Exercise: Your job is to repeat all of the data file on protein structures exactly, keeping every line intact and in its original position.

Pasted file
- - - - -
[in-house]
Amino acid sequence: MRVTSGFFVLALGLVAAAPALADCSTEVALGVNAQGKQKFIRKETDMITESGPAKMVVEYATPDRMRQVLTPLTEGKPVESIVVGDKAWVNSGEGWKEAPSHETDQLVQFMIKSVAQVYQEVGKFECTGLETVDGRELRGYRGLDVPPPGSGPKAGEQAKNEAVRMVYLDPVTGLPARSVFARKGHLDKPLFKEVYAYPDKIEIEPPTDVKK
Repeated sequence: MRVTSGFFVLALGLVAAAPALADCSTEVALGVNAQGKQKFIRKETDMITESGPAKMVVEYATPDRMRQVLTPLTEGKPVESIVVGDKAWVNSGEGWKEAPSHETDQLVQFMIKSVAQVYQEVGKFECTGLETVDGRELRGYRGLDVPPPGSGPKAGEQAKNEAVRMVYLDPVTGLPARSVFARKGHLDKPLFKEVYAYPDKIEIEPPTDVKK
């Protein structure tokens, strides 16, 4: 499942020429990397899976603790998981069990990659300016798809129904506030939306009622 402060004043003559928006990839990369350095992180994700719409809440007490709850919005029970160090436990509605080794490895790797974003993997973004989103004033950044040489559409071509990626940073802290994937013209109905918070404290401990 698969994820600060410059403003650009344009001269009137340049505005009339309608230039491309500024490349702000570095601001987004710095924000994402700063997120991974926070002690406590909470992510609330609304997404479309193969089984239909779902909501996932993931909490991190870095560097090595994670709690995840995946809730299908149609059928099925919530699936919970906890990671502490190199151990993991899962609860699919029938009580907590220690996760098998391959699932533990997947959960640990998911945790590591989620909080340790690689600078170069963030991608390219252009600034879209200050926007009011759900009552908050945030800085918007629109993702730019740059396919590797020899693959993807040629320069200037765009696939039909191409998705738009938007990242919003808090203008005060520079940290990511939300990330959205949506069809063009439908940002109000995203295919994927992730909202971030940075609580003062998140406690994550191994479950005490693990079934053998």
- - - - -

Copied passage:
[in-house]
Amino acid sequence: MRVTSGFFVLALGLVAAAPALADCSTEVALGVNAQGKQKFIRKETDMITESGPAKMVVEYATPDRMRQVLTPLTEGKPVESIVVGDKAWVNSGEGWKEAPSHETDQLVQFMIKSVAQVYQEVGKFECTGLETVDGRELRGYRGLDVPPPGSGPKAGEQAKNEAVRMVYLDPVTGLPARSVFARKGHLDKPLFKEVYAYPDKIEIEPPTDVKK
Repeated sequence: MRVTSGFFVLALGLVAAAPALADCSTEVALGVNAQGKQKFIRKETDMITESGPAKMVVEYATPDRMRQVLTPLTEGKPVESIVVGDKAWVNSGEGWKEAPSHETDQLVQFMIKSVAQVYQEVGKFECTGLETVDGRELRGYRGLDVPPPGSGPKAGEQAKNEAVRMVYLDPVTGLPARSVFARKGHLDKPLFKEVYAYPDKIEIEPPTDVKK
């Protein structure tokens, strides 16, 4: 499942020429990397899976603790998981069990990659300016798809129904506030939306009622 402060004043003559928006990839990369350095992180994700719409809440007490709850919005029970160090436990509605080794490895790797974003993997973004989103004033950044040489559409071509990626940073802290994937013209109905918070404290401990 698969994820600060410059403003650009344009001269009137340049505005009339309608230039491309500024490349702000570095601001987004710095924000994402700063997120991974926070002690406590909470992510609330609304997404479309193969089984239909779902909501996932993931909490991190870095560097090595994670709690995840995946809730299908149609059928099925919530699936919970906890990671502490190199151990993991899962609860699919029938009580907590220690996760098998391959699932533990997947959960640990998911945790590591989620909080340790690689600078170069963030991608390219252009600034879209200050926007009011759900009552908050945030800085918007629109993702730019740059396919590797020899693959993807040629320069200037765009696939039909191409998705738009938007990242919003808090203008005060520079940290990511939300990330959205949506069809063009439908940002109000995203295919994927992730909202971030940075609580003062998140406690994550191994479950005490693990079934053998």